And as I watched, the Dodger emptied his takings into the pockets of a boy Tiny Tim I knew immediately, whose brave little face, wracked with pain, was transformed by the kindness and goodness of the Dodger McCreevy.
But there was more. The greatest revelation of all came as we flew back up the canal, this time to the city's Northside, to see the hordes of people crowding around one figure. Tall, distinguished, his nose red in the cold, his neck evidently sore from nodding and agreeing.
"It's Bertie Copperfield!" I exclaimed. "But what are those people doing all around him?"
"They're seeking justice and truth," the ghost replied, "and where else would they come? Here they get clarity, understanding, wisdom."
And it was true. As we watched, everyone who approached Bertie Copperfield seemed to come away from him smiling. Some looked perplexed, as if they hadn't been able to fully comprehend the words of wisdom he was dispensing.
But in the main, people appeared to feel they had got what they deserved.
"You see now," said the ghost. "You see the injustice of your behaviour, of your obnoxious and unworthy criticism."
"Take me home, ghost," I cried. "I repent all, I see the error of my ways.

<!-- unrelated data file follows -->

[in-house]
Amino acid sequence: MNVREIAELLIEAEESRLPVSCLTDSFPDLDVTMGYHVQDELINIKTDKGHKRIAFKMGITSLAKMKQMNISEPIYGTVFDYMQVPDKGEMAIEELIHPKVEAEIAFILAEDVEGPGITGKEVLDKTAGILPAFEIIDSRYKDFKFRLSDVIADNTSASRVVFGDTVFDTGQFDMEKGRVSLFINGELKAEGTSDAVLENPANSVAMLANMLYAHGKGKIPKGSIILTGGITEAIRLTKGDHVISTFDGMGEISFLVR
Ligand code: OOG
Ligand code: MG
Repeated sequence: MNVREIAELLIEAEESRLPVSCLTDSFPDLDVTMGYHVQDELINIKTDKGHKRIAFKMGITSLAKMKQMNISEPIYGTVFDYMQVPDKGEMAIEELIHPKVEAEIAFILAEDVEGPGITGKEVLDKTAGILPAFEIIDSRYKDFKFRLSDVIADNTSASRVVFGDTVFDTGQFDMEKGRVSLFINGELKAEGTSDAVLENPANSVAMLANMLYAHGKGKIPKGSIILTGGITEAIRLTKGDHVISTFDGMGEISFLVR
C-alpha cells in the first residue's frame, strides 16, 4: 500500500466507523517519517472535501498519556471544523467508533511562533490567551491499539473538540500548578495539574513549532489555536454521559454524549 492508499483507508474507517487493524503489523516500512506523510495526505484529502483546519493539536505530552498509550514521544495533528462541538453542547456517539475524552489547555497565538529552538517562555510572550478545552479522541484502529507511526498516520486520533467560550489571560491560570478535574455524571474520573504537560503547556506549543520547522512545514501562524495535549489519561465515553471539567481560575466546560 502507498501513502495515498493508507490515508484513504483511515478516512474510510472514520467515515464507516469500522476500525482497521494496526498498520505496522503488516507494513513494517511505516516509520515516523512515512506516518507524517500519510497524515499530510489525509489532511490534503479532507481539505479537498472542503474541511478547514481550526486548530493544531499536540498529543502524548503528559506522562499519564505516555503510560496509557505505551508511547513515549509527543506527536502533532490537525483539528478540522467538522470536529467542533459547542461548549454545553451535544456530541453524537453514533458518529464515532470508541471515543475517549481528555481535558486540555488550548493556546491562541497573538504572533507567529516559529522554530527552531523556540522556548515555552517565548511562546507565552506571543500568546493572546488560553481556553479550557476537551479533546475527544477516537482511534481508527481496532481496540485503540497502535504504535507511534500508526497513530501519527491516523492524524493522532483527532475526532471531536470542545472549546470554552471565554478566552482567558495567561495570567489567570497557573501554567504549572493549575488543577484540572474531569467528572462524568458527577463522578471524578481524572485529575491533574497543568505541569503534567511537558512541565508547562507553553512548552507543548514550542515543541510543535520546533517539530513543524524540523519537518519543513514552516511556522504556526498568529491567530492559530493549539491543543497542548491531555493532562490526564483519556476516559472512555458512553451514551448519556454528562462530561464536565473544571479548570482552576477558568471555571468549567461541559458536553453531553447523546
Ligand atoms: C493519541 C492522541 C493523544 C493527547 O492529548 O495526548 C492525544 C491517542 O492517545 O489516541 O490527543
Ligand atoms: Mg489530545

This wonderful Government, so full of mercy and wisdom, has nothing to fear from me."
And suddenly I was back in my sitting room, the memory of the night already beginning to fade, only the dying embers of the fire a reminder that I had been away for several hours.
I struggled to remember everything I had seen the great outpouring of genius from Uriah McDowell, the tenderness and care of Tánaiste Nell, the carefree yet generous behaviour of the Artful Dodger McCreevy, and the wisdom and clarity of Bertie Copperfield. Shaking myself, and getting ready to go to my bed, I resolved that in future I would be a supporter, not a critic, of this wonderful Government.
But as I climbed the stairs, a nagging doubt arose. What if it had been a dream? What if, after all, the figures I had seen were just a figment of imagination? No, I thought. Never. How could all those visions have been a dream? How could they?
Fergus Finlay has been appointed chef de cabinet of the Labout Party. He takes up his position on January 1.